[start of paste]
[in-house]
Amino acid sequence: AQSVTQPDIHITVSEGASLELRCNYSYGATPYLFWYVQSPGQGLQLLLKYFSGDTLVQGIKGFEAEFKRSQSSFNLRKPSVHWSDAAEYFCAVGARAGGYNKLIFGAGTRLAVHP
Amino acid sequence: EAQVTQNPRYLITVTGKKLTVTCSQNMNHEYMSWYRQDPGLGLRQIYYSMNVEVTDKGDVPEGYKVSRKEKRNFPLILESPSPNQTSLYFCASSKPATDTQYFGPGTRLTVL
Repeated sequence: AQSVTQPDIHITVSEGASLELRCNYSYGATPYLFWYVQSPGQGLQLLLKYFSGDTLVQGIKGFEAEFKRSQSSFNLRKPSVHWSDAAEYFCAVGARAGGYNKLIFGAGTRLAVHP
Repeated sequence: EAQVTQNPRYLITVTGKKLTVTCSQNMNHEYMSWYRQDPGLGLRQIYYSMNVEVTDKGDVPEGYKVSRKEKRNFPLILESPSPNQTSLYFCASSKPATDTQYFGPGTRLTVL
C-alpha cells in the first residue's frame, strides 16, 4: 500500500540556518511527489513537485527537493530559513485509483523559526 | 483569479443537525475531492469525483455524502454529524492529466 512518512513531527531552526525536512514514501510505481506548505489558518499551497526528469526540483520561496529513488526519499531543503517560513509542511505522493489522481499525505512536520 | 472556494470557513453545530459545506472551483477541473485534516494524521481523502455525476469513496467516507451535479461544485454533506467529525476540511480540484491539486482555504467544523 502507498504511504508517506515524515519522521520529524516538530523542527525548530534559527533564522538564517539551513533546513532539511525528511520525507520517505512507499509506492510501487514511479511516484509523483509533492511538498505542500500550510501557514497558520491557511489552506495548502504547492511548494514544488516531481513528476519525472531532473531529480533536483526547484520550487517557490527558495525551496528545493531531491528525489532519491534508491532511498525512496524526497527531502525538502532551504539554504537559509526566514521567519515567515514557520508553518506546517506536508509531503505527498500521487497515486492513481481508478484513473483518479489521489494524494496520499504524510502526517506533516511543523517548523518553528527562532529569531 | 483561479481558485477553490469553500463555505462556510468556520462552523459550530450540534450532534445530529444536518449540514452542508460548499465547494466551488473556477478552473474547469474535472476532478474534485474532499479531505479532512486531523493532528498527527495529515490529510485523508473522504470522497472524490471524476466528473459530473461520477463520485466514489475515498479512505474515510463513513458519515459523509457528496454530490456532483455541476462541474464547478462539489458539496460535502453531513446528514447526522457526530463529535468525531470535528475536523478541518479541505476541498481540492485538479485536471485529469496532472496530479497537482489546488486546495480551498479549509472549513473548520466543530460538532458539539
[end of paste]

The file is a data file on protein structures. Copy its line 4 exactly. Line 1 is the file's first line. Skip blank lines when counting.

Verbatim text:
Repeated sequence: AQSVTQPDIHITVSEGASLELRCNYSYGATPYLFWYVQSPGQGLQLLLKYFSGDTLVQGIKGFEAEFKRSQSSFNLRKPSVHWSDAAEYFCAVGARAGGYNKLIFGAGTRLAVHP